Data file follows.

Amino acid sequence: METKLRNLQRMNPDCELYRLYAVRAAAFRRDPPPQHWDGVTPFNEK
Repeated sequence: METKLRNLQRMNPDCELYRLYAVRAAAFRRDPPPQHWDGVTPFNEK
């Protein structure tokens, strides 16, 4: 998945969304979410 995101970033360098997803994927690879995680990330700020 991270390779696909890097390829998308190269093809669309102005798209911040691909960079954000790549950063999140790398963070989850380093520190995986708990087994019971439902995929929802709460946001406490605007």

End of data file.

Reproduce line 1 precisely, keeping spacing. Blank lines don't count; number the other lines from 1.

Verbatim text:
Amino acid sequence: METKLRNLQRMNPDCELYRLYAVRAAAFRRDPPPQHWDGVTPFNEK